In the present study, a descriptive analysis of the data was carried out and various sociodemographic hypotheses were tested, as well as dietary habits and sedentary habits compared to the number of hours they watched television and / or played video games. The National Student Health Survey, carried out in Brazil, showed that 78% of adolescents were exposed to at least two hours a day of television . In our study, the population was school aged between 9 and 10 years and the percentage of boys and girls who watched television or played video games at least 2 hours a day was 55%.
Stahlmann et al observed that children from single-parent families reported longer hours of television consumption (p < 0.001) . In our study, no significant difference was observed in this regard (p = 0.476). However, the highest percentage of boys and girls who watched television over two hours was represented by those who lived with their father and a new partner (66.6%), followed by those who lived alone with their mother (46.7%).
There is scientific evidence linking the number of hours that children spend watching television with the omission of important meals during the day such as breakfast11. Specifically, in our study, no significant differences were obtained between the number of hours watching television and the weekly frequency of breakfast. However, it was found that almost half of children, who do not have breakfast, use to watch television or play video games during over two hours a day.
In this study, only 18% of boys and girls had breakfast every day of the week, a low rate compared to other studies carried out in Argentina , Spain  and Canada , where 75%, 77.5% and 85.5%, respectively, had breakfast daily. However, in the study carried out in Spain , 5.2% had fresh juices or whole fruits for breakfast; on the contrary in our study, this breakfast was taken by 24.4%. In the study carried out in Argentina19, 16% had a low-quality breakfast, based on industrial pastries and sugary foodstuffs, while in Italy , 31.3% of children had this type of breakfast. By comparison, among Uruguaiana schoolchildren, only 3.1% had industrial pastries or sugary foodstuffs for breakfast. This was particularly noteworthy so we can conclude that there were fewer children who used to have the habit of a daily breakfast but those who did, ate a healthier breakfast, mainly based on milk, bread, eggs and fruit or fresh fruit juices. The problem in this case was the lack of the breakfast habit, which may be related to educational and socioeconomic factors due to scarcity of resources.
In previous studies, watching television was associated with a higher intake of “fast food”, foodstuffs and foods rich in saturated fat, refined sugar, food colours and preservatives [23, 24, 25]. Overexposure to television and video games, in addition to leading a sedentary lifestyle, exposes children to the advertising of unhealthy products [26, 27]. In this study, no statistical significance was obtained between the number of hours spending watching television or playing video games and the type of breakfast that children used to have.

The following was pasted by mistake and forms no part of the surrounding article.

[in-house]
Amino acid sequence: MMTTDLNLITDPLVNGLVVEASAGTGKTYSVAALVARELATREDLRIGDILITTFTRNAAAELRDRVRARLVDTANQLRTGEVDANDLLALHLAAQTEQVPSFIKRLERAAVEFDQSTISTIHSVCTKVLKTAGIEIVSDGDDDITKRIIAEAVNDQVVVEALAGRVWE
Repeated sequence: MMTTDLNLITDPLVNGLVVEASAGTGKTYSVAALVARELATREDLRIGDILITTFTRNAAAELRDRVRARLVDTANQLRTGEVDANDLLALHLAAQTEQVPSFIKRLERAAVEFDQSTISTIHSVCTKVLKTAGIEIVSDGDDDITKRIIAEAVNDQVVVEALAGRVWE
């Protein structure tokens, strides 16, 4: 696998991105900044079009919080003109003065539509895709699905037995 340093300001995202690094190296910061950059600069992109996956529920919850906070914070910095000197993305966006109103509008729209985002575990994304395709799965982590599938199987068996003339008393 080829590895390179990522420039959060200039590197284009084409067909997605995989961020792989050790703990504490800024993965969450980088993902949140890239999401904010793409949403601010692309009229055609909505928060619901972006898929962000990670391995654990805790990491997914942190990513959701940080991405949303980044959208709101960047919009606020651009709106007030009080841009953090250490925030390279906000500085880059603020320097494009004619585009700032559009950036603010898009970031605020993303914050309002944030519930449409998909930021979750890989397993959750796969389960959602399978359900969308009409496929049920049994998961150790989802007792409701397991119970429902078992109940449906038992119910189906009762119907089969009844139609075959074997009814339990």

Statistical significance was obtained between the time spent watching television or playing video games and the frequency practising sports activities or physical exercise with their parents or other caregivers. This finding is similar to other ones found in previous studies, in which the important role of the family appears to be related to sedentary behaviours of children [28, 29, 30, 31]. In fact, parents' lifestyle habits are the main predictors of the time spent watching television by schoolchildren [32, 33, 34]. Bjelland et al. concluded that parental support and also their teaching and accompaniment in physical exercise decreased the time spent watching television or playing video games among European children [35, 36, 37, 38].
Another of the determining factors related to television and video game consumption is age and gender [39, 40]. Regarding age, no differences were observed in this study, because there was hardly any variability, but on the other hand, there was a significant association between the times spent watching television and gender. Boys were more likely to watch over two hours on television or playing video games during the day than girls, as around 60% of them watched television during less than two hours a day.
The intention of this study was to evaluate the sedentary behaviours of schoolchildren and their correlation with various sociodemographic and lifestyle factors. Children were asked to fill in the data related to his/her weight and height fin order to determinate their body mass index. There was a very low response rate because children uncovered these data. The body mass index could have been compared to sedentary habits, if we had had a higher response rate. Therefore, as a proposal for improvement for the next study, it is recommended personally size and weigh the children. It is also intended to include parents to expand the variables, as well as to contrast the information reported by the scholars.